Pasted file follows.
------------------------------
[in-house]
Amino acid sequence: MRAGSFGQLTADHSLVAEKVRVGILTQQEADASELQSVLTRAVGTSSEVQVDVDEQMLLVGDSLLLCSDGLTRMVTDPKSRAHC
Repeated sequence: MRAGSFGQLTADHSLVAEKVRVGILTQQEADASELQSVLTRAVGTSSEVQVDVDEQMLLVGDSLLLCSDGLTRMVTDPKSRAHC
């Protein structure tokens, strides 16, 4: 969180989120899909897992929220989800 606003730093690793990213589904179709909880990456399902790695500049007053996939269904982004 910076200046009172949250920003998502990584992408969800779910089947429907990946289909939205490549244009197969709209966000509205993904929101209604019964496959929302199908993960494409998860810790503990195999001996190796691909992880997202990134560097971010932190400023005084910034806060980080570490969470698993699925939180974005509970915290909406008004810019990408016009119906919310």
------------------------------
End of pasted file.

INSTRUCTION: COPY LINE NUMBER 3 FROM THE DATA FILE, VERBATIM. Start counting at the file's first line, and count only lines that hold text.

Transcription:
Repeated sequence: MRAGSFGQLTADHSLVAEKVRVGILTQQEADASELQSVLTRAVGTSSEVQVDVDEQMLLVGDSLLLCSDGLTRMVTDPKSRAHC